Shannon O’Leary is not her real name. She told me in an email that she adopted a pseudonym at her family’s request.

She adds: “I self published because I was afraid of rejection and wanted to protect myself from criticism. It was psychologically easier for me to press the publish button than wait for some one to say they liked or disliked the book.”

As for her murderous serial killer father, Patrick died on May 16, 2009 a free man, never charged for a single crime.

Of his death when it finally came she writes: “It was as if the bell jar shattered and the clawing, scrambling mouse was free.”

The Blood on My Hands is well written, particularly for a self-published work which has not been professionally edited. It’s a raw, extremely brave memoir with the author sharing in graphic details all the horrendous ordeals, many of them in the creepy, rickety house built by their father. As a reader, I was glad to get to the end which ends at least with the author able to live without fear.

I lived for about six months on a farm near Hornsby, so I can well imagine the rugged wilderness she brings to life with its long grass, deep valleys, caves and venomous snakes.

Even when I lived there, in 2010, it was semi-rural – peppered with small hobby farms and without street lights – so I can well imagine it being almost deserted bushland when the O’Leary family lived there in the Sixties and Seventies, providing the isolation necessary for the evil acts of Patrick O’Leary to go undetected.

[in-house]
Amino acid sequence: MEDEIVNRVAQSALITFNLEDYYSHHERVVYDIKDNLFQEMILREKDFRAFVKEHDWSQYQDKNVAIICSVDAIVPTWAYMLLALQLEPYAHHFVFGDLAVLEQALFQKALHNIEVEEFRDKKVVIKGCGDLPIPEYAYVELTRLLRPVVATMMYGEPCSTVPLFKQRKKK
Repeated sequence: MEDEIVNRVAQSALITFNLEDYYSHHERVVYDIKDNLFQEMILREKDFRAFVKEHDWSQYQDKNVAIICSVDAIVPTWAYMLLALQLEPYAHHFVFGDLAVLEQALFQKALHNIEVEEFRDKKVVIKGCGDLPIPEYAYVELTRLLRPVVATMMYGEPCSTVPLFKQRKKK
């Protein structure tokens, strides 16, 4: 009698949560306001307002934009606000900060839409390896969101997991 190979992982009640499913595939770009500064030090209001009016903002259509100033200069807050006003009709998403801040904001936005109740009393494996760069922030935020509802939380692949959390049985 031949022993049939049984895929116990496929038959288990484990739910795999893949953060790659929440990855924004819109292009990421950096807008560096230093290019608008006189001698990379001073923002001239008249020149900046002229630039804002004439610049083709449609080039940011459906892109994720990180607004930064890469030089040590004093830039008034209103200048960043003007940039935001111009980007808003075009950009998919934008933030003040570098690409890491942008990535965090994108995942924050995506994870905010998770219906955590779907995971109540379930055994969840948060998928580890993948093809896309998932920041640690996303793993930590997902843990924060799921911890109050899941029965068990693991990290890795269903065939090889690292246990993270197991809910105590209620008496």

Just how much of it is actually true is hard to say. Because of the use of pseudonyms its impossible to research the story in any way while its hard to ignore the fact that the author was a small child, as young as four or five when some of these horrific events occurred.

Based on the memoir, Patrick O’Leary would have killed at least a dozen people all of whom disappeared without a trace.

A note at the end of the book by a “C. MacKenzie” who accompanied O’Leary in 2007 to one of the murder sites she remembered from her childhood and attempted to find evidence of some of the crimes she recalled remarks: “All my efforts to identify possible victims to support the author’s story have so far been fruitless”.

But MacKenzie also highlights the poor record keeping of the police during those times and notes a page one headline in the Sun newspaper from November 1974 that between 1968 and 1972, “299 girls under the age of 16 were missing and never found”.

While memory is never perfect, especially what we remember as children, if even 20 per cent of this book were true (and I believe that figure to be much higher) it would be a truly incredible feat of bravery, courage and triumph of the human spirit to survive it and live as productive a life as O’Leary has.

And so I salute Shannon O’Leary, whoever she may be.

(And many thanks to Kelsey Butts from Book Publicity Services for sending me a review copy)